Incredibly overrated. Chaplin may be a great performer but he's a passable director and not very gifted as a writer. A lot of the sequences went on for too long (the boxing scene) and some were repetitive (how many damn party scenes does there need to be). Some great comedic scenes (the falling in the water bit is the best part of the movie) but nothing outrageously funny.
Chaplin perfected this film so much that it is hard to find anything wrong as it will tower among the greatest silent film comedies ever made. The supporting characters are also memorable and very enjoyable - especially the drunk millionaire friend who turns spiteful and forgetful when he gets sober.
70/100 (Abd yapımı 1965 öncesi toplam 10 tane filan doğal ve gerçekçi film var. Maalesef. Geri kalan hepsi Hollywood'un itelemesi. Bu filmi de 5 sene önce filan izleyip çok etkilenmiştim. Çok fazla mantıklı düşünemiyordum. Dün tekrar izledim. Hata yaptığımı anladım. Sırf ilkleri yaşattığı için ve son sahnesi için 70. O adamın sarhoşken farklı, normalken farklı davranması gibi bir saçmalık olan film için fazla puan.)
The least humorous of all of Chaplain's film's but also his most tender and emotional. This is a sweet romance with a lot to say about the nature of poverty that still has relevance today. It drags in spots, and can get a bit too pushy with it's message, but overall it's quite enjoyable. The notoriously perfectionist director hammered out every kink until he created a flawlessly shot, flawlessly acted picture.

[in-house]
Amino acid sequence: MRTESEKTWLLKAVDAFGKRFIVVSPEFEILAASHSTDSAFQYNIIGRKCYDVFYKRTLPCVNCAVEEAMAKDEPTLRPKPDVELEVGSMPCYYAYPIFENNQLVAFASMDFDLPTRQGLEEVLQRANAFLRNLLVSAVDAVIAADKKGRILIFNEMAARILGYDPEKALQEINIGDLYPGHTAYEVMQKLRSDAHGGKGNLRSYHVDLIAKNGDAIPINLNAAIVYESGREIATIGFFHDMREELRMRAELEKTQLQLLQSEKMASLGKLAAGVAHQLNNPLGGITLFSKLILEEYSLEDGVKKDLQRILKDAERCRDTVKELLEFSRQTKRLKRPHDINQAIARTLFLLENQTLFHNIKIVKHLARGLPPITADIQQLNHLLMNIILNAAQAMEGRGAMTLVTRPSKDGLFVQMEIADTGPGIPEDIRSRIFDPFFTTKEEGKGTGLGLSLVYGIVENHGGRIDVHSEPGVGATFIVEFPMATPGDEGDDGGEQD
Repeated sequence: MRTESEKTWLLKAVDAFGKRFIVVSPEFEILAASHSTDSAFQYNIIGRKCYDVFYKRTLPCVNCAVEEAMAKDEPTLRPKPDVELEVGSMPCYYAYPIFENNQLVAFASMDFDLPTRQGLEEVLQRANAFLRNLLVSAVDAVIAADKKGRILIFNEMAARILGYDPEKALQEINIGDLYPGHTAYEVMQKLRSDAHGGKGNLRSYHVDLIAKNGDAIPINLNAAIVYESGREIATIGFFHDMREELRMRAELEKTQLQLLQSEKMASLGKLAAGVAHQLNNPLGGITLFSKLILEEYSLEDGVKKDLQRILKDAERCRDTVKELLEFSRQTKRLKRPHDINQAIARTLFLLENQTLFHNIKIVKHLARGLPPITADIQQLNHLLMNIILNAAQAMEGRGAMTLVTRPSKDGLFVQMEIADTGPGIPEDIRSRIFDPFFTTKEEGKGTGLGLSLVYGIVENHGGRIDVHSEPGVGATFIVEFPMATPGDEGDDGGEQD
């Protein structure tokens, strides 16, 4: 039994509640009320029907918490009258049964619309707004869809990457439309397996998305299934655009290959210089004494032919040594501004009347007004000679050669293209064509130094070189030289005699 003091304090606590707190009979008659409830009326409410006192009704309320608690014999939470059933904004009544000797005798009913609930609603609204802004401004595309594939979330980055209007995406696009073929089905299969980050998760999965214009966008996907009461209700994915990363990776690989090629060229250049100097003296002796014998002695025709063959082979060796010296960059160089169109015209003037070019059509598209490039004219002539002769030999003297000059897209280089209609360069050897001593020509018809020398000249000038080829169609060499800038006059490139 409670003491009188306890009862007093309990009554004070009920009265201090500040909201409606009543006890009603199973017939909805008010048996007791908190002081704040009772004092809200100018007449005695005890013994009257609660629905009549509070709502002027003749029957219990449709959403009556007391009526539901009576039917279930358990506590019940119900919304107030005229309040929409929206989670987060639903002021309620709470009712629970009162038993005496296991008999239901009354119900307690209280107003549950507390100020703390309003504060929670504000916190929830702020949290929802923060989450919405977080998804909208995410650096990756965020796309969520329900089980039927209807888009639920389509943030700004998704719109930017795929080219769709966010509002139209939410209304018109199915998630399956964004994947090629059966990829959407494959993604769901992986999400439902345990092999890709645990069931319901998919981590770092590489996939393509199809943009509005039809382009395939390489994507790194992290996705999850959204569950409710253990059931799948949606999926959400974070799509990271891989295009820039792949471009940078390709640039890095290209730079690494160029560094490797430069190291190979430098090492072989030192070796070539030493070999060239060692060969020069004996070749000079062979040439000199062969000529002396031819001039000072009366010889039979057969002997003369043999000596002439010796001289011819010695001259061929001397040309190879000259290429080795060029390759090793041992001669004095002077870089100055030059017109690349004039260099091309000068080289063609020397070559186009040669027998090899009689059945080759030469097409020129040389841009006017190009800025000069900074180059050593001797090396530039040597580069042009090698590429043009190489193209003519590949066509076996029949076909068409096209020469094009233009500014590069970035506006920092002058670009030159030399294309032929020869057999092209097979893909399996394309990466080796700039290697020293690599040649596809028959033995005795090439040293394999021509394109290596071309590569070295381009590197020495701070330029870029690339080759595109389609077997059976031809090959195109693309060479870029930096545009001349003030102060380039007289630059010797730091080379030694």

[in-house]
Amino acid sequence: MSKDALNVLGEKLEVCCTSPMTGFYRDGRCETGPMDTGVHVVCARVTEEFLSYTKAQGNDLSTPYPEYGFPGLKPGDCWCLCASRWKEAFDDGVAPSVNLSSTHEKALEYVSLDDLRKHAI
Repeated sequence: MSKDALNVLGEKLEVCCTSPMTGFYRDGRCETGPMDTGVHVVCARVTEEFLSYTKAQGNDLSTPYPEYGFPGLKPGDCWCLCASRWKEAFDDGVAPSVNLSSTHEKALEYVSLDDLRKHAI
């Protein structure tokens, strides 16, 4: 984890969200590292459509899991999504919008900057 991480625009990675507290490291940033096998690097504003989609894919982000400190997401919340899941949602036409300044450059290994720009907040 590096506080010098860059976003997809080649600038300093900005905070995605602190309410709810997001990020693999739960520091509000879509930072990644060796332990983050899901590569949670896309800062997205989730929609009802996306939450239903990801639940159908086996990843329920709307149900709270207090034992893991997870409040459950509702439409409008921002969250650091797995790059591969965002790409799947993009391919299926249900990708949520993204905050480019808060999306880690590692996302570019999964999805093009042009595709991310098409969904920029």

Wow, my first Chaplin film! The final gasp of the silent film age it's a good thing that without even title cards needed you can show this to anyone on the planet with no need to worry about what language they speak. What impresses me is how Chaplin can take a gag and then just keeping working with it over and over from different angles. But the final scene essentially shows the tramp in comedy and poetry form.
A quite overlong addition to the romantic-comedy/gag-comedy style. Despite this silent film still conveying its narrative these genres/ lack of audio doesn't ring true. Chaplin may have been a supreme physical actor, but it's odd why the 'megastar' made a dull script silent, as talkies in the cinema were becoming, and City Lights could've had actual depth. It's just a bad game of charades.
There is technical brilliance in Chaplin but what generates magic is how unconscious we can be of this while viewing. Rewatching scenes out context I was struck by how certain scenes wouldn't at all work with an edit, which might be called synthesis. The comedic and romantic scenes always work in service of one another. But while watching it's poetry - no eye on the technique at all.